In the fall of 1834, to circumvent competition from the American, Fort Vancouver's Chief Factor Dr. John McLoughlin reached an agreement with Wyeth: Wyeth's business would focus on the export of salt salmon, not furs, which were Fort Vancouver's primary trade item. Wyeth also began farming on the island. It is likely that McLoughlin allowed Wyeth to continue to establish his rival business on Sauvie Island in part because he felt reasonably sure that Wyeth would fail. Just days after this agreement was made, however, McLoughlin received orders from his superiors that Wyeth's business should be "put down," and the HBC would not support any cooperation with him.

As McLoughlin had predicted, Wyeth's venture was doomed. He had arrived too late for the 1834 salmon season. He reported to his associates in Boston:

"This business looks very bad at this time. We have failed in every thing [sic] for the first year. I shall do all I can one year more, which will I think shew [sic] whether anything is to be done here or not, and I will not be long in closing the concern when I find that there is nothing to be made."

For the next year, Wyeth's salmon harvests continued to be dismal, and he and many of his men were afflicted by malaria. He reported:

"I did not expect to recover, and am still a wreck. Our sick list has been this summer usually about one third the whole number and the rest much frightened."

In May 1836, with his business still suffering, Wyeth again tried to negotiate with McLoughlin, putting forth a plan to purchase supplies from the fort and hire men and horses from the HBC. In return, the HBC would guarantee to purchase furs from him. The plan appealed to McLoughlin, who was in search of a way to mold the Northwest fur trade in away that would allow both the Americans and the British to coexist in the region (which he considered inevitable) and put British interests at an advantage. McLoughlin again made this case to his superiors, and again they insisted that Wyeth had to be run out of business.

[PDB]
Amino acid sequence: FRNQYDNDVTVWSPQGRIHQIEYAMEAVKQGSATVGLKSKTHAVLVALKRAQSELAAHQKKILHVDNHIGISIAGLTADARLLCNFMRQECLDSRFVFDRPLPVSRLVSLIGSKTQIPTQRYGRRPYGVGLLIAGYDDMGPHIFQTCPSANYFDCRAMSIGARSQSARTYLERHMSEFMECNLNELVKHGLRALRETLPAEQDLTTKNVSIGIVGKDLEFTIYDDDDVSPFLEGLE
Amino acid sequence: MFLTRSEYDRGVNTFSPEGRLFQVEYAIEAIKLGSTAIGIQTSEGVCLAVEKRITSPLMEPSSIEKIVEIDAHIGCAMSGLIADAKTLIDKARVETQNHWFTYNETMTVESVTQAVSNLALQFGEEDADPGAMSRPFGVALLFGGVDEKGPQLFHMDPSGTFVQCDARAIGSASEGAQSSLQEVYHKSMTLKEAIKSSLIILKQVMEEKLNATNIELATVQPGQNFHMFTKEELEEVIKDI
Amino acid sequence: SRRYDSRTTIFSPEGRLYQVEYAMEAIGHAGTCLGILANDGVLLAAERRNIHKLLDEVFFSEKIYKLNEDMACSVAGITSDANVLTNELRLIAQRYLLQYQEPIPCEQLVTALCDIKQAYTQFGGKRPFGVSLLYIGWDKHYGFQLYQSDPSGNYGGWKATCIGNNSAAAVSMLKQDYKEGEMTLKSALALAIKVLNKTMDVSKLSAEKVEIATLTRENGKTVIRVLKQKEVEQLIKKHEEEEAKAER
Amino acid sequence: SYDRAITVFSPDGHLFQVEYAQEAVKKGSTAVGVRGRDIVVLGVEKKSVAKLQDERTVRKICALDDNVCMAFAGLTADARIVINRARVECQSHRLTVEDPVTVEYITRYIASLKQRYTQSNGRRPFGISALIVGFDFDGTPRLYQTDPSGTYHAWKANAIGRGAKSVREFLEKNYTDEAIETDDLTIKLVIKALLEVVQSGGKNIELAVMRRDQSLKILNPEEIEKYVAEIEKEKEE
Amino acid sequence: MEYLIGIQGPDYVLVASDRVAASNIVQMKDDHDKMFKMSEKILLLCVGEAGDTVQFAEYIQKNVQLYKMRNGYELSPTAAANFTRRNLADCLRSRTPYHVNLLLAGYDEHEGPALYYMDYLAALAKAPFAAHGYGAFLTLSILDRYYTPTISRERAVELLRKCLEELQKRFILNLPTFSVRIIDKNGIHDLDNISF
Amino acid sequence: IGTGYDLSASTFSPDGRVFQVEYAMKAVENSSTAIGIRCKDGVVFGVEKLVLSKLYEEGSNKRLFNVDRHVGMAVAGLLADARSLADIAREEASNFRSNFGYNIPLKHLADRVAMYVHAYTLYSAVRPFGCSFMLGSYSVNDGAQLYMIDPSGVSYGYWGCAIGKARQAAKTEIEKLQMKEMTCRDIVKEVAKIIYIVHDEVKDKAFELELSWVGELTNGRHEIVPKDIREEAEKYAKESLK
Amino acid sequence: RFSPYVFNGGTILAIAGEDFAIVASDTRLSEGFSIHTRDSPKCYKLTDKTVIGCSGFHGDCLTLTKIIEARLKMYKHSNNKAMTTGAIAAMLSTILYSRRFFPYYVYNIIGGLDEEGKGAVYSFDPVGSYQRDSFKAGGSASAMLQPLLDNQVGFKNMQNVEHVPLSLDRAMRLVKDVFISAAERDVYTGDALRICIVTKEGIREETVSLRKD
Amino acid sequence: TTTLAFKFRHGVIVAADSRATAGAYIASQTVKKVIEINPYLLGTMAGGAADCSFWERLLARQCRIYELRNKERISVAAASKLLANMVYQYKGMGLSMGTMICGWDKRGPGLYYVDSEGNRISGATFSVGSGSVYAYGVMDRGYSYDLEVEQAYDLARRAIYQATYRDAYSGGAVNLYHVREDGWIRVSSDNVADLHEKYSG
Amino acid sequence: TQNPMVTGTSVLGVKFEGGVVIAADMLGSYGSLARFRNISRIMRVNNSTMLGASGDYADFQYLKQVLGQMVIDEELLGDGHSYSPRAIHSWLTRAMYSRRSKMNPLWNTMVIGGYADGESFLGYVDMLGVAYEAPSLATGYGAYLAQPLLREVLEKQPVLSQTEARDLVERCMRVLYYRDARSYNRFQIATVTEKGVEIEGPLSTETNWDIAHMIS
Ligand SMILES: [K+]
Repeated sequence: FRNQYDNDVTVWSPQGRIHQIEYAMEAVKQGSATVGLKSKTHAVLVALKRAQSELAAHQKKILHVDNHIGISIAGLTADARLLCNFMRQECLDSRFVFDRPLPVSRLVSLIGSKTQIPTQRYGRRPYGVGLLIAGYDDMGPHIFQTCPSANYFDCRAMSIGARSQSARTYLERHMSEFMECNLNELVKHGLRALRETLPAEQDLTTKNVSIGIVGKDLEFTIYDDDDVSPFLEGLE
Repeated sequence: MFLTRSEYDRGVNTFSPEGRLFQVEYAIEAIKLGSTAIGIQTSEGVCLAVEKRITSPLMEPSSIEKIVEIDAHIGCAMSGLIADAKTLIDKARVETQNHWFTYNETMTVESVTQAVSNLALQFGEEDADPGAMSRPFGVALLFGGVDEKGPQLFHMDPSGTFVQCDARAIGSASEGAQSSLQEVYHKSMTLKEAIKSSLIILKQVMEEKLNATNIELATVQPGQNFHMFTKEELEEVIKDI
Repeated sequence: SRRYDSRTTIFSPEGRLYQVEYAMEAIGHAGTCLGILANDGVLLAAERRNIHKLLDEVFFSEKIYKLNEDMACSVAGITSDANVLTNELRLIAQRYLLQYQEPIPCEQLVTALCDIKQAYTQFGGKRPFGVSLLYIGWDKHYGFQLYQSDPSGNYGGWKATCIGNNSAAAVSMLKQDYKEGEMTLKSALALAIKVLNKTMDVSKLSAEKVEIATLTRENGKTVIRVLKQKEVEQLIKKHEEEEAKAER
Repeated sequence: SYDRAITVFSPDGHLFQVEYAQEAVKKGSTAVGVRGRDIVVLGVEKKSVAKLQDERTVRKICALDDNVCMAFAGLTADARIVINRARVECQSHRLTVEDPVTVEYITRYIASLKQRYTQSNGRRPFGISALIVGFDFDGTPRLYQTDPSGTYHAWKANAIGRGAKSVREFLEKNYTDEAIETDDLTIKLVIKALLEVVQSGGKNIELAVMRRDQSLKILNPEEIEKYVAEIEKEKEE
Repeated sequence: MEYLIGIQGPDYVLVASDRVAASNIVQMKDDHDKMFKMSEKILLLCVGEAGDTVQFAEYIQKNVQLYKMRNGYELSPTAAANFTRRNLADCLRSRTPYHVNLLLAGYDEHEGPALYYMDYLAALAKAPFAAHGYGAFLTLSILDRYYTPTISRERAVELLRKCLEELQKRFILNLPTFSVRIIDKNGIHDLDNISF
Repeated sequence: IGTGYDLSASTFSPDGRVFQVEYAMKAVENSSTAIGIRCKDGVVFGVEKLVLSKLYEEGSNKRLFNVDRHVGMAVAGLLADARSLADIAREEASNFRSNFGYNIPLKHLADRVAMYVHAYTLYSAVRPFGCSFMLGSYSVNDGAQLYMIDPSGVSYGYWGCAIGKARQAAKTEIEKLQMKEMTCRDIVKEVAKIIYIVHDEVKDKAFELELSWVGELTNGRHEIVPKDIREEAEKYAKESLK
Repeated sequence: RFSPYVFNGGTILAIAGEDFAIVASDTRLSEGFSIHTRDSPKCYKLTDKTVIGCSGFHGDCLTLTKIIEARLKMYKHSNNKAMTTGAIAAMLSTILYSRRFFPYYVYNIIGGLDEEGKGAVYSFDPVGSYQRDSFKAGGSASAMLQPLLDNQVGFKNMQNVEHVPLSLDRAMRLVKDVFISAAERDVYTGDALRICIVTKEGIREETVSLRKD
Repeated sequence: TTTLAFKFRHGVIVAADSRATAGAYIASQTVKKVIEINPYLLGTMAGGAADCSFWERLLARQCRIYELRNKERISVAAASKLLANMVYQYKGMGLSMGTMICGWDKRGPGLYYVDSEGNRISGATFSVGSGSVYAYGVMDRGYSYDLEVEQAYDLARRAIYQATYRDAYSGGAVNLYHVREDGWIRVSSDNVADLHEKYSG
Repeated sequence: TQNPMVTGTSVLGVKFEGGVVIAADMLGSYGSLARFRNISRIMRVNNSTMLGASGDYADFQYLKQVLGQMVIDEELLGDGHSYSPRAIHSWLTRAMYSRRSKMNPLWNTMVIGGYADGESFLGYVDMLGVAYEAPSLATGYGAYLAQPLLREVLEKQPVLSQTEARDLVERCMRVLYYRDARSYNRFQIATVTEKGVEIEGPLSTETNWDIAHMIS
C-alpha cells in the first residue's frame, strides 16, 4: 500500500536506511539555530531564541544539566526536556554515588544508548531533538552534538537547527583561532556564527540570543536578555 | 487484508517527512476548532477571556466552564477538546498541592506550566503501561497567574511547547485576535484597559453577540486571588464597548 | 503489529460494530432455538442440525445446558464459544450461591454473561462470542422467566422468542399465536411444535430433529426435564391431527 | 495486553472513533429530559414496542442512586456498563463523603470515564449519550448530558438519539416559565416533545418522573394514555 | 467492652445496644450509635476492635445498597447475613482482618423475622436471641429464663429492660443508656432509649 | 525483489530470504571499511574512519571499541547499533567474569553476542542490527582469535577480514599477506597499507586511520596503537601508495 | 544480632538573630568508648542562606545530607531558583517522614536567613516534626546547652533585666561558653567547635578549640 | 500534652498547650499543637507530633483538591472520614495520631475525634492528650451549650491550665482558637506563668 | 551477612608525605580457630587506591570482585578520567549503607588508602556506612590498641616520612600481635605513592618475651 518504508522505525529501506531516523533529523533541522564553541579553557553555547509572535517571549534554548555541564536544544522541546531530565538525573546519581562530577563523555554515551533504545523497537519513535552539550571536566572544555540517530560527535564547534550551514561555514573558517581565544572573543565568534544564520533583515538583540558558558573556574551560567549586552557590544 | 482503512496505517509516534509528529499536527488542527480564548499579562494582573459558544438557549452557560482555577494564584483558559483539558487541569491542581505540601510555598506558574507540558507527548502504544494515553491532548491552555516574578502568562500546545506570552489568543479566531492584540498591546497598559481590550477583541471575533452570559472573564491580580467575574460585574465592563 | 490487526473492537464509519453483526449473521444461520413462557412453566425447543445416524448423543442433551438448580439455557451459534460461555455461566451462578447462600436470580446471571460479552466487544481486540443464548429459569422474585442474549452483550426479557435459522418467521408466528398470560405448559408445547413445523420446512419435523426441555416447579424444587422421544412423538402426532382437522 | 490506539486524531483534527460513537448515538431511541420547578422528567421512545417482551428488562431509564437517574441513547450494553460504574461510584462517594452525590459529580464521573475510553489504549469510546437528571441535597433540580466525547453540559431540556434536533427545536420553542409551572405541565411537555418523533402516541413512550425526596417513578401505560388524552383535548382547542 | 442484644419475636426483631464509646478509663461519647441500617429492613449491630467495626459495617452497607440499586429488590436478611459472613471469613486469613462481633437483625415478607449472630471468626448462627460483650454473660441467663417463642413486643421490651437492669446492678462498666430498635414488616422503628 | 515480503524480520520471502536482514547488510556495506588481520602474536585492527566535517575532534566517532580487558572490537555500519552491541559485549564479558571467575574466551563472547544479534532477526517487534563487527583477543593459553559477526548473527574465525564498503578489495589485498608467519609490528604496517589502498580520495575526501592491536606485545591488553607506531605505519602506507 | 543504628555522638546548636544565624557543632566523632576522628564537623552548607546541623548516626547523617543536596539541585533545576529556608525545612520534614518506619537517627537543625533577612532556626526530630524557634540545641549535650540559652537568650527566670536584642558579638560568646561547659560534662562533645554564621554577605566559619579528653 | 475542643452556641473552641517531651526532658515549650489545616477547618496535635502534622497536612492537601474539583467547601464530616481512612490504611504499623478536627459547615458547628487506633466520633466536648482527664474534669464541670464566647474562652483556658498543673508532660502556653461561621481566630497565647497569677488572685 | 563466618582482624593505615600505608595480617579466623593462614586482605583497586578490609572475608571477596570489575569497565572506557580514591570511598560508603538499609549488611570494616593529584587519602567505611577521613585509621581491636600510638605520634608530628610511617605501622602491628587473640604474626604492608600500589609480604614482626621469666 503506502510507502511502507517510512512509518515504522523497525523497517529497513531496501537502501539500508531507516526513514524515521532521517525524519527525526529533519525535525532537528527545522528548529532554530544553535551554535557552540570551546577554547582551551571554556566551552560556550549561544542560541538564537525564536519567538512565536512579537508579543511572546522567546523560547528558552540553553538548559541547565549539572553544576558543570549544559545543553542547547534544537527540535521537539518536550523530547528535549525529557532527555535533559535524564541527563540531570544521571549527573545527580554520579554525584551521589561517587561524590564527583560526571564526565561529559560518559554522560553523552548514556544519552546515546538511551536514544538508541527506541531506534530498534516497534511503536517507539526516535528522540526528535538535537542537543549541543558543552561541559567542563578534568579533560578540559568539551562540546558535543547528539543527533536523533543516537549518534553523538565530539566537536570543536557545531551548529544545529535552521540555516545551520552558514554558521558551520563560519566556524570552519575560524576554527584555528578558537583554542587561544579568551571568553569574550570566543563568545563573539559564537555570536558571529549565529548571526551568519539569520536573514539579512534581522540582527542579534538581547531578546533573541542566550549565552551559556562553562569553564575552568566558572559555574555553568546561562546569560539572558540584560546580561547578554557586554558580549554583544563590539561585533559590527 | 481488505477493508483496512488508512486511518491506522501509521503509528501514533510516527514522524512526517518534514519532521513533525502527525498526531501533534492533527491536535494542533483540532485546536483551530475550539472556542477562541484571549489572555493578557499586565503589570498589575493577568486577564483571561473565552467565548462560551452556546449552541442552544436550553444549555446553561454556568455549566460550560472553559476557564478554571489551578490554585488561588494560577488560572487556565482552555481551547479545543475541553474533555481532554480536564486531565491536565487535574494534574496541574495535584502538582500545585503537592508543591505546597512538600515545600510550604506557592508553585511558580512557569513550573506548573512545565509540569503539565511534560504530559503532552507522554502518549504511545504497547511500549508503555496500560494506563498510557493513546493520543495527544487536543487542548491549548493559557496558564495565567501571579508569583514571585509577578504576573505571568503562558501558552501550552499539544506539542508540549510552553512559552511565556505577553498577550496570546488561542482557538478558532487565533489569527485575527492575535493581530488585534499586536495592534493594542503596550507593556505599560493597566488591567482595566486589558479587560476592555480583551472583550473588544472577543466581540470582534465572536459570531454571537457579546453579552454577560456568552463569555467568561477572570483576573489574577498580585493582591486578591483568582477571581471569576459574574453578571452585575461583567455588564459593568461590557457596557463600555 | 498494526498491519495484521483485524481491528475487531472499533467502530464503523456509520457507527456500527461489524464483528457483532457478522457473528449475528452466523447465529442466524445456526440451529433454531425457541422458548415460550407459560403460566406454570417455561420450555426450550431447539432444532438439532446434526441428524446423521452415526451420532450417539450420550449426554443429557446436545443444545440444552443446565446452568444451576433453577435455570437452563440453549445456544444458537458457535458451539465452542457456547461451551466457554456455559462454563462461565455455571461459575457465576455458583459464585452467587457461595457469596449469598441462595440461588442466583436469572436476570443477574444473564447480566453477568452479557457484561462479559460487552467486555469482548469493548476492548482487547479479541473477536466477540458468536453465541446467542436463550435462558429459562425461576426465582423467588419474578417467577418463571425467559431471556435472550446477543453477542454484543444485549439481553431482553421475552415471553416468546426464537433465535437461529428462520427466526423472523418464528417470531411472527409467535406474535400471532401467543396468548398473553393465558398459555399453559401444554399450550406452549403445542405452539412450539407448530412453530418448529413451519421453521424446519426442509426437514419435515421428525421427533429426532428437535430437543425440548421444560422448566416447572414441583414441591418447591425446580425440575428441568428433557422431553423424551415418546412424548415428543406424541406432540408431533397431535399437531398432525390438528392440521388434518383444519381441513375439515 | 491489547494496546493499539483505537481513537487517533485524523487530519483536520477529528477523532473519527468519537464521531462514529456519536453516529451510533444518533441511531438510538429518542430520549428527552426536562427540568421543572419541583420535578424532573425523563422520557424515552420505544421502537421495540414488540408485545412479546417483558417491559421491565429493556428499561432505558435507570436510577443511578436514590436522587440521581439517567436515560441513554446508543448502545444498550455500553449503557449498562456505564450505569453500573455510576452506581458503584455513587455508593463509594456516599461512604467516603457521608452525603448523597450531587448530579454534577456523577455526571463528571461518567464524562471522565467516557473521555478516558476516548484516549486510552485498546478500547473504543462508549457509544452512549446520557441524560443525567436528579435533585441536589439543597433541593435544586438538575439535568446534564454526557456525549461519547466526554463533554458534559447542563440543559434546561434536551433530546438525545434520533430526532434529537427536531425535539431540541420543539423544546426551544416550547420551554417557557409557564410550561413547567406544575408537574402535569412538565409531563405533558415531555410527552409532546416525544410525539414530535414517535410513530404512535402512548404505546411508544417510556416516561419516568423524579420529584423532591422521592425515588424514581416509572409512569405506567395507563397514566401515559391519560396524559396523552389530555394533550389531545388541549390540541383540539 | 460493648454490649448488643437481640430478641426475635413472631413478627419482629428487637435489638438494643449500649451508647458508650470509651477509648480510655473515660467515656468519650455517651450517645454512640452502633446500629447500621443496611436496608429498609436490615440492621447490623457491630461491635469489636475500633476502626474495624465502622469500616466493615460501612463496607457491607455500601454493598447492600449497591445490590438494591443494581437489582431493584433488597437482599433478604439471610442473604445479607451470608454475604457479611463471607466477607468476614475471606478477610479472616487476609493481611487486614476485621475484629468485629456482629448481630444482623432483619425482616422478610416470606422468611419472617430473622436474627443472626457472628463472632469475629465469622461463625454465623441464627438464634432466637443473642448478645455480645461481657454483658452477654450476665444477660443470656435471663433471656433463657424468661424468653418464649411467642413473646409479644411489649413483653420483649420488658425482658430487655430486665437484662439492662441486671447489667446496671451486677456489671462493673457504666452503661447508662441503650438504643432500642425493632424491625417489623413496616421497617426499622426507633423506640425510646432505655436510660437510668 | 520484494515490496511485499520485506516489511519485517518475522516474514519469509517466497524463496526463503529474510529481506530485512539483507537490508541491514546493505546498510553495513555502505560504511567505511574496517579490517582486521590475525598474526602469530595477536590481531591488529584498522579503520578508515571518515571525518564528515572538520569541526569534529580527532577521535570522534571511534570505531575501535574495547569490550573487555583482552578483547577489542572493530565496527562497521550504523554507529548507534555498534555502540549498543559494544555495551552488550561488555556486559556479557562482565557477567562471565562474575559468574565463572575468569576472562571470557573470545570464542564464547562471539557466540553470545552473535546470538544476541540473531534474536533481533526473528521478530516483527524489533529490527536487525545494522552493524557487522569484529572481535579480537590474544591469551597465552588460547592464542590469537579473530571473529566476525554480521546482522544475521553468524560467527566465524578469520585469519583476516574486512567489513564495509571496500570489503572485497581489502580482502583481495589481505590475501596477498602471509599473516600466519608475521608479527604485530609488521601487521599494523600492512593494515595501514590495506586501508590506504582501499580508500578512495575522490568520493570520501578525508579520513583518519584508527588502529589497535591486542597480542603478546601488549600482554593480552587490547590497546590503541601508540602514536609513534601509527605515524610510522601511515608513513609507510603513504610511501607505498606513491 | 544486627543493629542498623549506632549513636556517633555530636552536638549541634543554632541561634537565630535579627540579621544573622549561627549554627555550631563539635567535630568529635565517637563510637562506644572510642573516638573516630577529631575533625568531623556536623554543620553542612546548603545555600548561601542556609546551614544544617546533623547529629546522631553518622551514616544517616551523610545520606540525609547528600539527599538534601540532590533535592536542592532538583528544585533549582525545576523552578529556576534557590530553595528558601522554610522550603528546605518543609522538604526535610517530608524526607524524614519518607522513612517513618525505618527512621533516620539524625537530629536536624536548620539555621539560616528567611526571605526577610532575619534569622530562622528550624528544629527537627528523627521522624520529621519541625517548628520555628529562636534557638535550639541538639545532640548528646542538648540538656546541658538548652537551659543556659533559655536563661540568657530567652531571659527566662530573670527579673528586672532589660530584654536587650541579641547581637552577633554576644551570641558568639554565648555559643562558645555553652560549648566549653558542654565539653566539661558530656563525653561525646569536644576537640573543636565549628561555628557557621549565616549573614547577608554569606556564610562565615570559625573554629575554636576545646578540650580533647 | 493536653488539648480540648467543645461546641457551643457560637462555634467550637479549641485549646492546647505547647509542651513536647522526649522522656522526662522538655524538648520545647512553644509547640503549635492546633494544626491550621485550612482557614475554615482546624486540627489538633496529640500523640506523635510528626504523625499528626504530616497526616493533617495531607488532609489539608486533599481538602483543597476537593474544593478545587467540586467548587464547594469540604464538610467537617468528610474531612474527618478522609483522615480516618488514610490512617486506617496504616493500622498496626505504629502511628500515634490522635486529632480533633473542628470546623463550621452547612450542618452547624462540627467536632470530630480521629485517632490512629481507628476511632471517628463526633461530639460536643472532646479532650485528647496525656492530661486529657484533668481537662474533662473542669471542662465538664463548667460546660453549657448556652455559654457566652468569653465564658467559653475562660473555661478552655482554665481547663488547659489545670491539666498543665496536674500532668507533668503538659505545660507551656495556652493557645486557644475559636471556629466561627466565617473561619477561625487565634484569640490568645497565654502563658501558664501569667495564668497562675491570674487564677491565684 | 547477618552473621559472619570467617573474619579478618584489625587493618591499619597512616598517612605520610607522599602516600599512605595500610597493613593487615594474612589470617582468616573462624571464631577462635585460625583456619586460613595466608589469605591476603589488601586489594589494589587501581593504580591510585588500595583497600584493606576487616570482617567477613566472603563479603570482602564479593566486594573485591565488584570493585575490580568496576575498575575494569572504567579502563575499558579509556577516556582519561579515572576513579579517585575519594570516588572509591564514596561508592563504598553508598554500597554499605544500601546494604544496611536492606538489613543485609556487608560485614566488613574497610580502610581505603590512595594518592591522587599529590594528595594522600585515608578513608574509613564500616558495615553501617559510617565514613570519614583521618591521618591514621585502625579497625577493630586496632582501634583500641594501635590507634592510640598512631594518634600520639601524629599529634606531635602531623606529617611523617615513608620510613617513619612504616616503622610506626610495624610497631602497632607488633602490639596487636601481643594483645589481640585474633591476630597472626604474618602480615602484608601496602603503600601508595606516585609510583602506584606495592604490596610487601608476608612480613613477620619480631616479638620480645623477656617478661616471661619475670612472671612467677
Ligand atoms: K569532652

In 1836, Wyeth finally abandoned Fort William, and returned to the Eastern United States.

The Dairy on Sauvie Island

In 1838, McLoughlin traveled to London and met with the Hudson's Bay Company's governing committee and his direct superior, Governor George Simpson. The Company's focus in the Northwest was shifting from the fur trade to large scale agriculture, resulting in the creation of the Puget Sound Agricultural Company in February 1839. This organization was meant to seem independent, but would be controlled by the HBC and managed by McLoughlin. That same month, the HBC entered into a new agreement with the Russian American Company, a Russian-owned fur trading company. The HBC agreed to lease land in Alaska to the Russian American Company, and to sell flour, peas, grits, barley, beef, ham, and butter to Russian trading posts.

When he returned to Fort Vancouver in fall 1839, McLoughlin ordered the construction of five dairies to help produce butter for shipment to Alaska. Three of these dairies were built on Sauvie Island, with the principal dairy built near the former site of Fort William. By 1841, 150 cows had been brought to the island, and their milk was turned into butter and cheese for export. Simpson visited, and offered this description of the Sauvie Island dairy:

"At the dairy, we found about 100 [milk] cows which were said to yield, on average, not more than sixty pounds of butter each in a year; and there are also 200 or 300 cattle that were left, merely with a view to their breeding, to roam about at will. All were in charge of three or four families that resided on the spot."

Map showing the location of the HBC dairy on Sauvie Island.
This close up of a map produced by the 1841 Charles Wilkes expedition shows the location of the Hudson's Bay Company dairy on Sauvie Island (here labeled "Multnomah Island"), as well as the location of another of the HBC's dairies nearer to Fort Vancouver.

NPS Photo